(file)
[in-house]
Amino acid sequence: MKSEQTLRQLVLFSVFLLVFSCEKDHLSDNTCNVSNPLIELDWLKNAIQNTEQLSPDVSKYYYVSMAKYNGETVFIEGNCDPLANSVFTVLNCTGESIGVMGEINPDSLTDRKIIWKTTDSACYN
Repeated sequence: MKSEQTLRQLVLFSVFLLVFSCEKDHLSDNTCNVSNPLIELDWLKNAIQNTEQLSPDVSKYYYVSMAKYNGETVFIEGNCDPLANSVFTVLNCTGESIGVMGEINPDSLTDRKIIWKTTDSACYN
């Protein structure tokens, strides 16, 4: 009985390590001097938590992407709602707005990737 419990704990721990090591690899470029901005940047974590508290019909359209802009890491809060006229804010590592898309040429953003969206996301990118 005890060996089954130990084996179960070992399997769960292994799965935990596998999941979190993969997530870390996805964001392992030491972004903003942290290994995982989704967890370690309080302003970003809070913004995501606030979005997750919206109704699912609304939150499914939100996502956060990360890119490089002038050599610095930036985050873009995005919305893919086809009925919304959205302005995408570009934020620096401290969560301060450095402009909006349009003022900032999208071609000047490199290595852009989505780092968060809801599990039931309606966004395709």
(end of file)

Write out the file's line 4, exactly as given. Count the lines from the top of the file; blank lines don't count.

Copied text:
């Protein structure tokens, strides 16, 4: 009985390590001097938590992407709602707005990737 419990704990721990090591690899470029901005940047974590508290019909359209802009890491809060006229804010590592898309040429953003969206996301990118 005890060996089954130990084996179960070992399997769960292994799965935990596998999941979190993969997530870390996805964001392992030491972004903003942290290994995982989704967890370690309080302003970003809070913004995501606030979005997750919206109704699912609304939150499914939100996502956060990360890119490089002038050599610095930036985050873009995005919305893919086809009925919304959205302005995408570009934020620096401290969560301060450095402009909006349009003022900032999208071609000047490199290595852009989505780092968060809801599990039931309606966004395709």